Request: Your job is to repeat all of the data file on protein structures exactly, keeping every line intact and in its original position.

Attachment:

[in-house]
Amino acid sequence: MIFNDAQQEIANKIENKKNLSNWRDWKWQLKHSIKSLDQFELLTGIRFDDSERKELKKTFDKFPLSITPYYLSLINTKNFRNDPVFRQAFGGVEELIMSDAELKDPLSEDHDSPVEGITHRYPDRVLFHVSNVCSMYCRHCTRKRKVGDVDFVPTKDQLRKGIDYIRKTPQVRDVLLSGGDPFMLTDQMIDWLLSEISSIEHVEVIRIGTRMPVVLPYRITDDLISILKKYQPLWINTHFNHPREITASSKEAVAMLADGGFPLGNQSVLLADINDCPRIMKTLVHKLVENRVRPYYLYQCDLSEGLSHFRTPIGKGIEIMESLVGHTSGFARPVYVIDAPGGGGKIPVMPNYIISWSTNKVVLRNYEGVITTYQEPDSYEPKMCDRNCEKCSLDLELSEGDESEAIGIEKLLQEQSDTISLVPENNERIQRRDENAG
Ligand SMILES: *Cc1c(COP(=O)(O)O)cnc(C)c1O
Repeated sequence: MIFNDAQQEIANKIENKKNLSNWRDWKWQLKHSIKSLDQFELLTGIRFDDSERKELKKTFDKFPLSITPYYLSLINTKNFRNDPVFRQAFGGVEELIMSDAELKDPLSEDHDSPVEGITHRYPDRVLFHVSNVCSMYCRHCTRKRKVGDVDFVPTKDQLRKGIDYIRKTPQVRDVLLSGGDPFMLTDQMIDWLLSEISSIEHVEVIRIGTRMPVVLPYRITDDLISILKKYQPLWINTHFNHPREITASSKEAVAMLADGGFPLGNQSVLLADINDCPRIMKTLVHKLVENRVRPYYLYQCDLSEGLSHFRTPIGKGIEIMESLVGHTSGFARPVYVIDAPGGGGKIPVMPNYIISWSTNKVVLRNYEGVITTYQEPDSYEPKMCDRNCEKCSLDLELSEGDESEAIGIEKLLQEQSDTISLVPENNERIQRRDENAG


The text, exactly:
[in-house]
Amino acid sequence: MIFNDAQQEIANKIENKKNLSNWRDWKWQLKHSIKSLDQFELLTGIRFDDSERKELKKTFDKFPLSITPYYLSLINTKNFRNDPVFRQAFGGVEELIMSDAELKDPLSEDHDSPVEGITHRYPDRVLFHVSNVCSMYCRHCTRKRKVGDVDFVPTKDQLRKGIDYIRKTPQVRDVLLSGGDPFMLTDQMIDWLLSEISSIEHVEVIRIGTRMPVVLPYRITDDLISILKKYQPLWINTHFNHPREITASSKEAVAMLADGGFPLGNQSVLLADINDCPRIMKTLVHKLVENRVRPYYLYQCDLSEGLSHFRTPIGKGIEIMESLVGHTSGFARPVYVIDAPGGGGKIPVMPNYIISWSTNKVVLRNYEGVITTYQEPDSYEPKMCDRNCEKCSLDLELSEGDESEAIGIEKLLQEQSDTISLVPENNERIQRRDENAG
Ligand SMILES: *Cc1c(COP(=O)(O)O)cnc(C)c1O
Repeated sequence: MIFNDAQQEIANKIENKKNLSNWRDWKWQLKHSIKSLDQFELLTGIRFDDSERKELKKTFDKFPLSITPYYLSLINTKNFRNDPVFRQAFGGVEELIMSDAELKDPLSEDHDSPVEGITHRYPDRVLFHVSNVCSMYCRHCTRKRKVGDVDFVPTKDQLRKGIDYIRKTPQVRDVLLSGGDPFMLTDQMIDWLLSEISSIEHVEVIRIGTRMPVVLPYRITDDLISILKKYQPLWINTHFNHPREITASSKEAVAMLADGGFPLGNQSVLLADINDCPRIMKTLVHKLVENRVRPYYLYQCDLSEGLSHFRTPIGKGIEIMESLVGHTSGFARPVYVIDAPGGGGKIPVMPNYIISWSTNKVVLRNYEGVITTYQEPDSYEPKMCDRNCEKCSLDLELSEGDESEAIGIEKLLQEQSDTISLVPENNERIQRRDENAG